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Commercial agriculture is driving significant deforestation, mainly associated with the expansion of oil palm, soybean and beef supplies for national and international markets. Unsustainable logging in natural forests contributes to forest degradation and logged-over forest is often replaced with agricultural cash crops or tree plantations.

Commercial pressures on land have accelerated due to a growing global demand for food, feed and fiber. Several public and private policy responses have emerged to deal with these challenges. Commodity-specific voluntary standards systems have been developed to promote more sustainable production, and major corporate groups are also adopting ‘zero deforestation’ commitments. Some governments in consumer countries, notably the United States and in the European Union, have introduced regulations to limit imports of timber and biofuels that do not comply with legal and sustainability standards, while financial service providers are integrating environmental, social and governance (ESG) criteria.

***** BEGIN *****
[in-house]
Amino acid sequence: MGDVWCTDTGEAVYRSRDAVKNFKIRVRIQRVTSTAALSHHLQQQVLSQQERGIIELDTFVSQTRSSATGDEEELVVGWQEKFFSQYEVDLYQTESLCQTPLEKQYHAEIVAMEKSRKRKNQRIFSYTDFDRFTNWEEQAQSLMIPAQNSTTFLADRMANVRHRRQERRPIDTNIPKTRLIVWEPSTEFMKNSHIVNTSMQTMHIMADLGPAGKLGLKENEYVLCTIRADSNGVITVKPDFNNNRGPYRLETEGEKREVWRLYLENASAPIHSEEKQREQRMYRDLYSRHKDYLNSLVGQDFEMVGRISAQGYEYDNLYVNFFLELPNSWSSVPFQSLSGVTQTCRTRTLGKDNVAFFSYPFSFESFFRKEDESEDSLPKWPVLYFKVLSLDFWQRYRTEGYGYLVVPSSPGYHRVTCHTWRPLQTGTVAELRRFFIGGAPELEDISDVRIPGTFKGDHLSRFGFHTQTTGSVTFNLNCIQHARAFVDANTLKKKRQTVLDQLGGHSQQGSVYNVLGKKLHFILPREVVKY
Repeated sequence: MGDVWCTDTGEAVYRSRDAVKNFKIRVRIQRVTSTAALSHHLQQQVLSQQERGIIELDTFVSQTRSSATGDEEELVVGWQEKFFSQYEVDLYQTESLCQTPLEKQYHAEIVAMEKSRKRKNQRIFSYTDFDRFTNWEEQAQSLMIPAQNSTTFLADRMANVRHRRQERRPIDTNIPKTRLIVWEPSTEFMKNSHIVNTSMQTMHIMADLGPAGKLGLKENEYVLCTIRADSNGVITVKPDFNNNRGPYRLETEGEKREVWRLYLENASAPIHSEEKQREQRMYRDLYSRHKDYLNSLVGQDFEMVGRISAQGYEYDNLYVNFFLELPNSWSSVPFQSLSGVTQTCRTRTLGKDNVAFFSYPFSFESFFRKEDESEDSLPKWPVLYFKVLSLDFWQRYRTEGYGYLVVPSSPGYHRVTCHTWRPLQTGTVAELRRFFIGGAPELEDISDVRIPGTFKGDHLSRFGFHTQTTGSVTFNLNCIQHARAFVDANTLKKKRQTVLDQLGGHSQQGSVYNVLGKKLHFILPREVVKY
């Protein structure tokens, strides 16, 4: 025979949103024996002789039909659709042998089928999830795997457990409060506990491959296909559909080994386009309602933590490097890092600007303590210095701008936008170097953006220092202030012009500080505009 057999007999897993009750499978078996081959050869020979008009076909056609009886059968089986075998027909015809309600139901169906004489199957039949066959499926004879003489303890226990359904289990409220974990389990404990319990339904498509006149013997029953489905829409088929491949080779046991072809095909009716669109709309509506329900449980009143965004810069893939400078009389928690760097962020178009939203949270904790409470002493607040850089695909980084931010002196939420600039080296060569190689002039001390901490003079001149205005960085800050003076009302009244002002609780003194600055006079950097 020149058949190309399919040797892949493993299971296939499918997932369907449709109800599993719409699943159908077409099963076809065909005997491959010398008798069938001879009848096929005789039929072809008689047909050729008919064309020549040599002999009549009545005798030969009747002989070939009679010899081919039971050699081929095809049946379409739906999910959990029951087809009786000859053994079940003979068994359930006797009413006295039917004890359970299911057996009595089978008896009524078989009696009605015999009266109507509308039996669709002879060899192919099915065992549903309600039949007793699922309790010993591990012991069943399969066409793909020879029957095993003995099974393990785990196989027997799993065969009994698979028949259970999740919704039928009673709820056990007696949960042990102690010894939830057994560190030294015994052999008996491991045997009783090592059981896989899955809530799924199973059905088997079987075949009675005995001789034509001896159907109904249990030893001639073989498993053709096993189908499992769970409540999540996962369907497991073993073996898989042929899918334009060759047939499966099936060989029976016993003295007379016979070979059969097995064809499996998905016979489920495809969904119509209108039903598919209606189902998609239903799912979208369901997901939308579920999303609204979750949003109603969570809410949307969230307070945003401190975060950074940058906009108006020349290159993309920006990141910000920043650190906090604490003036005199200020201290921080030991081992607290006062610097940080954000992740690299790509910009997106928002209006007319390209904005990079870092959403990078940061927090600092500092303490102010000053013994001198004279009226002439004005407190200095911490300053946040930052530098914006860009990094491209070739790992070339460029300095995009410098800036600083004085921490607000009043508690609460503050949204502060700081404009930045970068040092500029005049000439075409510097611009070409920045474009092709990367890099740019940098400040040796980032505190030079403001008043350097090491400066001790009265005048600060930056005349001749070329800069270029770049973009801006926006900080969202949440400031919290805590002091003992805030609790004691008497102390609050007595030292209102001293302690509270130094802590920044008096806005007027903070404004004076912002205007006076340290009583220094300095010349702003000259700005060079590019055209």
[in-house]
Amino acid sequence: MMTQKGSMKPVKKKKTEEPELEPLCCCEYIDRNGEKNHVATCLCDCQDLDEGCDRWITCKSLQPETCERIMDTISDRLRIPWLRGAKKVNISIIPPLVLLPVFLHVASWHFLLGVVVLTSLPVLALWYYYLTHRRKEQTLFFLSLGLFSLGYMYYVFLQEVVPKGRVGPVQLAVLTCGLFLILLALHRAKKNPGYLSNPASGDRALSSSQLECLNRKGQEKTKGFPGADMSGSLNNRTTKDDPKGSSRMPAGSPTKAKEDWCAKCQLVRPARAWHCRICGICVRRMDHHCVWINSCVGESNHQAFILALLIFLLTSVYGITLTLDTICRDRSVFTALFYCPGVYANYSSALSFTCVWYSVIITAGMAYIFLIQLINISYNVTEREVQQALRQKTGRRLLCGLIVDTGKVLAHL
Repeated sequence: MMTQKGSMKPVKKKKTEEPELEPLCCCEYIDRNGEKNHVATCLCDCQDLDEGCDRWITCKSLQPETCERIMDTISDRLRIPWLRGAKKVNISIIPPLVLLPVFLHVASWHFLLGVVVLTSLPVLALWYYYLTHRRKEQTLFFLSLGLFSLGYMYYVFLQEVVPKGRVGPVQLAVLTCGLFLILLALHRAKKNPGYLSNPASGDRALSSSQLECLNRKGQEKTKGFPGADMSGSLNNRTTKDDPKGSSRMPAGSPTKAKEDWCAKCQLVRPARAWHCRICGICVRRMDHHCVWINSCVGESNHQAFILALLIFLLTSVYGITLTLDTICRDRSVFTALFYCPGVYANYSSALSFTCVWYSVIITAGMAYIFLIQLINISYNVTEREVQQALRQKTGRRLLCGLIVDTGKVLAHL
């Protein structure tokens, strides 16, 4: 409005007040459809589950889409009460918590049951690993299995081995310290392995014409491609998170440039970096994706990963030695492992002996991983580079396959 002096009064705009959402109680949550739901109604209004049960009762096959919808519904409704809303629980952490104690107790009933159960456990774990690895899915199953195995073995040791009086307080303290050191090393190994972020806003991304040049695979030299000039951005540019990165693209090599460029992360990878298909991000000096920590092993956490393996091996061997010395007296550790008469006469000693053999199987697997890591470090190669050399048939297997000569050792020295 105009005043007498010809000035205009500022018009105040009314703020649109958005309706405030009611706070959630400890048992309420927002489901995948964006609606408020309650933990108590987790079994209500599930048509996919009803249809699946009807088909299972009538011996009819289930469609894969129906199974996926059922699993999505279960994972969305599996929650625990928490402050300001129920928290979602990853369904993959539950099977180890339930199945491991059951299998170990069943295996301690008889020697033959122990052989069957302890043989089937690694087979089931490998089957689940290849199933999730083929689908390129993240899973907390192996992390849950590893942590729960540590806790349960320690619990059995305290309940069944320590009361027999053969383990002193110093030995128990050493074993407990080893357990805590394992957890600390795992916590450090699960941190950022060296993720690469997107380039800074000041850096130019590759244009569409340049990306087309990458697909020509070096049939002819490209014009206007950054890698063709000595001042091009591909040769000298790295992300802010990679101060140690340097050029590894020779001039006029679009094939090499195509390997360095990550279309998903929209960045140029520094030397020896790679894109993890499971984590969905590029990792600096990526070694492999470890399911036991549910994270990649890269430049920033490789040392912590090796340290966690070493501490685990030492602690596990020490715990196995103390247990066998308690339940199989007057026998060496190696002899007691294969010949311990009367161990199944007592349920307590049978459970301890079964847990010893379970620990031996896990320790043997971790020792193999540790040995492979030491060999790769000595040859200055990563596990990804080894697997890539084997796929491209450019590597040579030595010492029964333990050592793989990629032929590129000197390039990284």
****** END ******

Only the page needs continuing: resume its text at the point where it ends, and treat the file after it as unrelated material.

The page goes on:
These public and private policy responses bring significant opportunities for moving toward sustainable supply, but also risk excluding smallholders that are not able to upgrade their production systems. Innovative approaches are required to improve business and finance models to support sustainable and inclusive options with potential for scaling up and out toward more sustainable supply with greater social inclusion.

In this way, FTA contributes to supporting sustainable and inclusive development while helping to achieve wider objectives of low-emissions development and climate change mitigation and adaptation.

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